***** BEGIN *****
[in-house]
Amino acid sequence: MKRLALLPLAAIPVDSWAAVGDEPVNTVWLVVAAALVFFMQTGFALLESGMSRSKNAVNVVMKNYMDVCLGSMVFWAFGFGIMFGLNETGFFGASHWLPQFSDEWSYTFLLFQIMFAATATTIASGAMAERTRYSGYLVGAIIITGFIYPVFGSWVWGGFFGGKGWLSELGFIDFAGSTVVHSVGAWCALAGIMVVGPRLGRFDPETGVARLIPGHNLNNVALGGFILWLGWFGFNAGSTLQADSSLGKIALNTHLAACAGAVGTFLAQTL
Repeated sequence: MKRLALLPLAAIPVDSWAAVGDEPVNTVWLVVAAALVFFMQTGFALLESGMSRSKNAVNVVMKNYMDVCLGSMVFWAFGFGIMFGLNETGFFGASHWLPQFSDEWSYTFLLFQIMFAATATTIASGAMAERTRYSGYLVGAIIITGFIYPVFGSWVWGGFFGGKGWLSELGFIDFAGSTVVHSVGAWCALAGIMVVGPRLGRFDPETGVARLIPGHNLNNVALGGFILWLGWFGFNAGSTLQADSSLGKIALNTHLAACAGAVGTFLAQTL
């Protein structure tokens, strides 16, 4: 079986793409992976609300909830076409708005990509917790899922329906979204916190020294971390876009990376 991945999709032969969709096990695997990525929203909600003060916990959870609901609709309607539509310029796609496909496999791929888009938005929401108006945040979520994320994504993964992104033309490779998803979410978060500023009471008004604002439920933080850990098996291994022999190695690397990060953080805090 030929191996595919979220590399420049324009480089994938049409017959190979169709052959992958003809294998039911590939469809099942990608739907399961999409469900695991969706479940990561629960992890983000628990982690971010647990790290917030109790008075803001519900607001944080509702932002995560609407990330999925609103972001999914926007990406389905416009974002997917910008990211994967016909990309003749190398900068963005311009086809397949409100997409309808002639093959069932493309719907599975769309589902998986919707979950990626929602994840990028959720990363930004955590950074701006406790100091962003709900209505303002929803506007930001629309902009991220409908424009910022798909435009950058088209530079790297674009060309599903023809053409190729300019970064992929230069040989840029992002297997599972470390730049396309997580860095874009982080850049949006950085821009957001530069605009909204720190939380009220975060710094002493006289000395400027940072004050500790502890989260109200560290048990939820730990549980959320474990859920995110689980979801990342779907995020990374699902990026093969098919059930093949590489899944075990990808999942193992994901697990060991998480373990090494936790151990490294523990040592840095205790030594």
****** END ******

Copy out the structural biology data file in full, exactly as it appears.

[in-house]
Amino acid sequence: MKRLALLPLAAIPVDSWAAVGDEPVNTVWLVVAAALVFFMQTGFALLESGMSRSKNAVNVVMKNYMDVCLGSMVFWAFGFGIMFGLNETGFFGASHWLPQFSDEWSYTFLLFQIMFAATATTIASGAMAERTRYSGYLVGAIIITGFIYPVFGSWVWGGFFGGKGWLSELGFIDFAGSTVVHSVGAWCALAGIMVVGPRLGRFDPETGVARLIPGHNLNNVALGGFILWLGWFGFNAGSTLQADSSLGKIALNTHLAACAGAVGTFLAQTL
Repeated sequence: MKRLALLPLAAIPVDSWAAVGDEPVNTVWLVVAAALVFFMQTGFALLESGMSRSKNAVNVVMKNYMDVCLGSMVFWAFGFGIMFGLNETGFFGASHWLPQFSDEWSYTFLLFQIMFAATATTIASGAMAERTRYSGYLVGAIIITGFIYPVFGSWVWGGFFGGKGWLSELGFIDFAGSTVVHSVGAWCALAGIMVVGPRLGRFDPETGVARLIPGHNLNNVALGGFILWLGWFGFNAGSTLQADSSLGKIALNTHLAACAGAVGTFLAQTL
């Protein structure tokens, strides 16, 4: 079986793409992976609300909830076409708005990509917790899922329906979204916190020294971390876009990376 991945999709032969969709096990695997990525929203909600003060916990959870609901609709309607539509310029796609496909496999791929888009938005929401108006945040979520994320994504993964992104033309490779998803979410978060500023009471008004604002439920933080850990098996291994022999190695690397990060953080805090 030929191996595919979220590399420049324009480089994938049409017959190979169709052959992958003809294998039911590939469809099942990608739907399961999409469900695991969706479940990561629960992890983000628990982690971010647990790290917030109790008075803001519900607001944080509702932002995560609407990330999925609103972001999914926007990406389905416009974002997917910008990211994967016909990309003749190398900068963005311009086809397949409100997409309808002639093959069932493309719907599975769309589902998986919707979950990626929602994840990028959720990363930004955590950074701006406790100091962003709900209505303002929803506007930001629309902009991220409908424009910022798909435009950058088209530079790297674009060309599903023809053409190729300019970064992929230069040989840029992002297997599972470390730049396309997580860095874009982080850049949006950085821009957001530069605009909204720190939380009220975060710094002493006289000395400027940072004050500790502890989260109200560290048990939820730990549980959320474990859920995110689980979801990342779907995020990374699902990026093969098919059930093949590489899944075990990808999942193992994901697990060991998480373990090494936790151990490294523990040592840095205790030594």